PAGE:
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Abstract & Commentary
Synopsis: Focal left atrial tachycardias are an important complication after pulmonary vein isolation.
Source: Gerstenfeld EP, et al. Circulation. 2004;110: 1351-1357.
Pulmonary vein isolation has become increasingly popular as a treatment for patients with both paroxysmal and persistent atrial fibrillation. In this paper, Gerstenfield and colleagues address 1 of the more common complications associated with atrial fibrillation ablations.
Gerstenfield et al reviewed data from 341 patients who underwent pulmonary vein isolation for paroxysmal (86%) or persistent (14%) atrial fibrillation. The techniques used by Gerstenfield et al at the initial procedure involved placement of a circular mapping catheter in the pulmonary veins, and a search for atrial fibrillation within the veins. If arrhythmogenic atrial activity was located in 1 of the pulmonary veins, circumferential lesions were placed around the veins to isolate them from the rest of the atrium. No attempt was made to isolate all veins if they didn’t manifest arrhythmogenic potentials, nor were left atrial linear lesions used. A total of 955 arrhythmogenic pulmonary veins were isolated in the 341 patients. In the entire group, 68 patients had recurrent atrial fibrillation after ablation, and 10 of the 68 also developed a persistent left atrial tachycardia. These 10 patients returned for electrophysiologic study with mapping and attempt at ablation 5.7 ± 2.8 months after the initial procedure.
Characteristic ECG patterns were seen in the 10 patients with left atrial tachycardias. The ECG revealed regular activation that was positive in the inferior leads in 8 out of 10 patients. Atrial depolarization was predominantly positive in V1 and remained positive across the precordium in 8 of 10 patients. The surface ECG features of atrial activity could be used to diagnose the pulmonary vein that was the site of origin. For arrhythmias from the left superior pulmonary vein, atrial activity was flat in lead I, of lower amplitude in lead II than in lead III, negative in aVL, and M-shaped in V1. For right superior pulmonary vein origin tachycardias, the P wave was positive in lead I, was larger in lead II than in lead III, flat to biphasic in lead aVL, and had a late peaking positive wave in V1.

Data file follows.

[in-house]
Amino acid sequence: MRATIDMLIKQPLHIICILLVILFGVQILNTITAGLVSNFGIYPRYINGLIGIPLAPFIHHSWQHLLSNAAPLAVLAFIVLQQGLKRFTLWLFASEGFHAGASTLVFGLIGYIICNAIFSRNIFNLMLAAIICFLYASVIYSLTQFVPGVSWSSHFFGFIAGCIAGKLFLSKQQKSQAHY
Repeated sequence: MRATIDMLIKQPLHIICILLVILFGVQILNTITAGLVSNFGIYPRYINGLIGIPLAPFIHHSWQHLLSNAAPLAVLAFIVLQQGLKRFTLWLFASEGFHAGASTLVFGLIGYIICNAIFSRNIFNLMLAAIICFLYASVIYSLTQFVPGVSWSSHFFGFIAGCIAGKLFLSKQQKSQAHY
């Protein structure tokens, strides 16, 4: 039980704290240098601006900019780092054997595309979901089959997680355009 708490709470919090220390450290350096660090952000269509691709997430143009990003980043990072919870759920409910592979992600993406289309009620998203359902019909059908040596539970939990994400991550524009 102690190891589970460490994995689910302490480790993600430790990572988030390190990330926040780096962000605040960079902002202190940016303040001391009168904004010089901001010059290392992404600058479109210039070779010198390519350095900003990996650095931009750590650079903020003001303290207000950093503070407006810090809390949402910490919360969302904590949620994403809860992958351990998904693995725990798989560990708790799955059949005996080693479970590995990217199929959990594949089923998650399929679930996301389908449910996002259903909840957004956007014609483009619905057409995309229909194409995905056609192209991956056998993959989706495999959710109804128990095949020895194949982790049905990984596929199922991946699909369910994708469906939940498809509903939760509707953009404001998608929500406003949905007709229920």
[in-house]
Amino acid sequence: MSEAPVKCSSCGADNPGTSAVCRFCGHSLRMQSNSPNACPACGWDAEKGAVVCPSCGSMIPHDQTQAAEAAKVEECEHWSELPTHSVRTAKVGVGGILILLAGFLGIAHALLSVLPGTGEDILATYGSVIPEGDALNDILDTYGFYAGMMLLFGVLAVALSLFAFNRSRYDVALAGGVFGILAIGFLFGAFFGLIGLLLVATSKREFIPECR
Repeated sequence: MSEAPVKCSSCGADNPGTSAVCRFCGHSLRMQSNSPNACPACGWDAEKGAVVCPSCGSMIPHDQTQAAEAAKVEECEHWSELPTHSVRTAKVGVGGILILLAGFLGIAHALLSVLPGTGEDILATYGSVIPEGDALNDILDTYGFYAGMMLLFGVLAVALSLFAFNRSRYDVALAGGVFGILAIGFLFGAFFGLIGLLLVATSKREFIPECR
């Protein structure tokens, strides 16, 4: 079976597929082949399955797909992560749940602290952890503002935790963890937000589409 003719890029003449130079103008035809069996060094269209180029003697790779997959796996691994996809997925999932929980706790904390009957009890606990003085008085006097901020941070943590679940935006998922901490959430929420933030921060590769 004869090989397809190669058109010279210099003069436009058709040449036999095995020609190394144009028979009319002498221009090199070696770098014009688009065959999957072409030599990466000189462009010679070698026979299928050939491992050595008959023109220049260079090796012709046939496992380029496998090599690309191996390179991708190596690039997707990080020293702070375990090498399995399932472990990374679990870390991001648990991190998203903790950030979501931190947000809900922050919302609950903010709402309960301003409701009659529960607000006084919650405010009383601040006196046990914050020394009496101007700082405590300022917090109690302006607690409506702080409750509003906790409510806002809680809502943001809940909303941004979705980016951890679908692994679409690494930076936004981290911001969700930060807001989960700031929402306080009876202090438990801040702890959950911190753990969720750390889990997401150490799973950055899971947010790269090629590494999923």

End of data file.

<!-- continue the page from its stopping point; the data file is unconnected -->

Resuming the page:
The site of origin was identified using electroanatomic mapping. A focal origin with a concentric spread of activation was noted in 8 patients. Of these, 6 of the tachycardias originated from partially reconnected pulmonary vein ostia. One patient exhibited a tachycardia that rapidly degenerated to atrial fibrillation rapidly, and therefore, could not be characterized. One patient had a macroreentrant tachycardia that traveled around the left upper and left lower pulmonary vein ostia. In the 8 cases of focal tachycardias, the tachycardia was localized and terminated with radiofrequency energy applied at the site of earliest activation. In the patient with a focal tachycardia that rapidly degenerated to atrial fibrillation, and in the patient with the macroreentrant tachycardia, linear lesions were placed guided by electroanatomic mapping, as well as repeat isolation of the pulmonary veins. After 6.7 ± 2.3 months of follow-up, 9 of the 10 patients remained arrhythmia free. Four of these patients, however, remained on antiarrhythmic therapy.